How to find a better job when you have a job already

Already employed? That’s great news – but what if you’re not 100% happy in your chosen career, or you’re just working somewhere to pay the bills, while secretly hoping to fulfil your true vocation?

Many experts say that it can actually be advantageous to find the job of your dreams when you are already employed. In many ways, job seeking can be a draining process and having a steady paycheque in the bank each week can help to ease the pressure and allow you to job seek at a sensible pace.

According to the Australian Bureau of Statistics (ABS), in July 2013, there were around 1.7 million job starters (employed persons who had started their current job in the previous 12 months). Of these job starters, 61% searched for work for less than one year before starting their current job.

However, there are a few rules to obey when you’re looking for a new job while already employed. “If you don’t get the new job, you have your current job to fall back on and you can just try again,” says Andy Teach, author of a book on job seeking.

“Having a job gives you confidence because you’re not in a desperate situation. You may need a new job, you may want a new job, but you don’t have to have a new job, unlike someone who is out of work.” Here are some tips to get you started.

Job Seeker tip #1: Make sure your LinkedIn profile is up to date and public

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This is a no-brainer. LinkedIn is free or available with add-ons for a yearly subscription. This is now the standard in the corporate world and for many other industries as well. It’s easy to build a profile, add a professional photo and start to link to past people you’ve worked with or for. You can add your accreditations, your study and any other achievements such as online work or websites.

Job Seeker tip #2: Be careful about posting on social media

When looking for a job while still employed, make sure you are discreet and don’t post anything on social media you wouldn’t want your current employer to see. Even if you are frustrated at your current job, avoid negativity as it can make you look unprofessional to your friends and contacts who may be able to help you down the line. Respect others and you’ll generally receive respect in return.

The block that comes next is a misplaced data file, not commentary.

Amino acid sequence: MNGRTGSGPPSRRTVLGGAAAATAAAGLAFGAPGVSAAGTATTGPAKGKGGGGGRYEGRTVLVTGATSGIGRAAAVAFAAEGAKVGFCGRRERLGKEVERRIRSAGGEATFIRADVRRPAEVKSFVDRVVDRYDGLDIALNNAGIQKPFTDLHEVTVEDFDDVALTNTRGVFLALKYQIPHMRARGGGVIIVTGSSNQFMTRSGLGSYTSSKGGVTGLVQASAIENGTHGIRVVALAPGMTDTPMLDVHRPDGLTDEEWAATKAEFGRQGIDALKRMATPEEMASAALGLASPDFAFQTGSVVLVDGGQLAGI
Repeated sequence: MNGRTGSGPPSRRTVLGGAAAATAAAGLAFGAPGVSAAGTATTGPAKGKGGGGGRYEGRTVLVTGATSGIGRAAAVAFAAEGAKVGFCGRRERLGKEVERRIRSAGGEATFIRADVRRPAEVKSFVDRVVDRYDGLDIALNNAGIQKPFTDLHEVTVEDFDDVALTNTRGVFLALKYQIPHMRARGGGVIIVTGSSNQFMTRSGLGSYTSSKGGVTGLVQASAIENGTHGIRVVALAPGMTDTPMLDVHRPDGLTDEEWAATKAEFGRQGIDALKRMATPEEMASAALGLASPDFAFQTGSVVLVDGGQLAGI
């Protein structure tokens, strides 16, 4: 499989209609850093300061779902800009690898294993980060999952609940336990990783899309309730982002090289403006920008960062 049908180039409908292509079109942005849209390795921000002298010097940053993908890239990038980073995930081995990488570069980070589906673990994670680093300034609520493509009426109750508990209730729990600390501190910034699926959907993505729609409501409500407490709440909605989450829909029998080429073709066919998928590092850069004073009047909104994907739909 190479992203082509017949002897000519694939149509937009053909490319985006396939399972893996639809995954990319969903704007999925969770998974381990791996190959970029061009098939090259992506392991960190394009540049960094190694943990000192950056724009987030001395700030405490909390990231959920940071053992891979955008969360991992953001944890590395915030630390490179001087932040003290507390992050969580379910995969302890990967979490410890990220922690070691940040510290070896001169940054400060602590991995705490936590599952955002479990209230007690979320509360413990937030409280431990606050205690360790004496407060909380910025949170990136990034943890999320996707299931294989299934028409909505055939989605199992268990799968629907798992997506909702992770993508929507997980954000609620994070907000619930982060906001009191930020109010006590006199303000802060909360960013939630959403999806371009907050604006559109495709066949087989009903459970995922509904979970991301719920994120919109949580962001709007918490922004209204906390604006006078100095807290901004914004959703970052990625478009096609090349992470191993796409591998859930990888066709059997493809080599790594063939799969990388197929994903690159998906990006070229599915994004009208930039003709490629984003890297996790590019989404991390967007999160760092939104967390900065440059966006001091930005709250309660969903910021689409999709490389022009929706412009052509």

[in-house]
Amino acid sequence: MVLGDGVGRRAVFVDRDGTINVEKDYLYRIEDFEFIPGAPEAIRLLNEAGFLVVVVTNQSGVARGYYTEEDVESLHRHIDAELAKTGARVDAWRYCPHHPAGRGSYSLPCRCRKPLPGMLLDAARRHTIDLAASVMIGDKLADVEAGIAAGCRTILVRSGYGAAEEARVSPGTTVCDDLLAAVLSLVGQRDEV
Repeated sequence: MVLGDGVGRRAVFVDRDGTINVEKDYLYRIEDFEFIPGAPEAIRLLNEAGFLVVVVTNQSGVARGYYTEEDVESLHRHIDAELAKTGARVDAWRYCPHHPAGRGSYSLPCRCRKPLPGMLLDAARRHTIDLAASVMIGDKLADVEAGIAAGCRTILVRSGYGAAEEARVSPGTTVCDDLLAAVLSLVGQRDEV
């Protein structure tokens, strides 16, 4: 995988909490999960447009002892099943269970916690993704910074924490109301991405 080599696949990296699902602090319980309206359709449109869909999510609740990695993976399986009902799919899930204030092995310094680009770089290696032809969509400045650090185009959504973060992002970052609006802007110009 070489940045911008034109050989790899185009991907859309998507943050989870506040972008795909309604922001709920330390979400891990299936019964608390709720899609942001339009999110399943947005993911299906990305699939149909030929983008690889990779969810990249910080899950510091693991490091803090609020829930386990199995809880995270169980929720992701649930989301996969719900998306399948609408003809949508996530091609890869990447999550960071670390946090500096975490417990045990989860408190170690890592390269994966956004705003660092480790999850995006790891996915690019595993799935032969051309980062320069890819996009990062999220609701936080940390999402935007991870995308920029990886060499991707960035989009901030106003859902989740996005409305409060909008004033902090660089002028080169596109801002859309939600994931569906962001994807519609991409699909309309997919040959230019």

Job Seeker tip #3: Don’t job seek while at your current job

While “on the clock” stick to the job you have. It’s unethical to waste your current employer’s time by trolling the internet, seeking out job ads and networking opportunities. “It is very easy for your employer to monitor your use of the office internet connection to see you reading the advice on job sites,” says Susan P. Joyce, Work Coach Café blogger.

Job Seeker tip #4: Think about your referees

If you’re looking to move on, start to cultivate and activate your referees. These should be professional people you have worked with or for, in most cases they should have been your superior in a recent job role. Keeping referees ‘fresh’ is essential so that when you do land an interview, you’ve got pre-prepared spokespeople to help you land the job.

Job Seeker tip #5: Plan interviews around your work

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Again, try to schedule any interviews at times that are convenient for both employers (current and potential). “Since you can’t suddenly have doctors’ appointments every morning one week without raising suspicion,” says The Undercover Recruiter, “get creative with scheduling interviews. Try to schedule your interviews before or after work or during lunchtime. If your interviewer isn’t flexible with scheduling, use vacation or personal days for interviews.”

Job Seeker tip #6: Remain committed to your current job

Even if you are beginning to feel frustrated with your current role, it’s not ethical to shut off your enthusiasm and commitment. It’s hard working, diligent people that get ahead in the end. Continue to devote the hours and energy you always have, even when looking for the next awesome gig.

Job Seeker tip #7: Leave your current job role in professional manner

Never burn bridges. Even if you and your current employer do not see eye to eye, they may be well respected in the industry, or they may have contacts that could help you down the line. According to the ABS, “the most commonly reported step to attain a job was by having an interview with an employer (65%).” Keep your dealings with everyone professional, polite and above-board.

 

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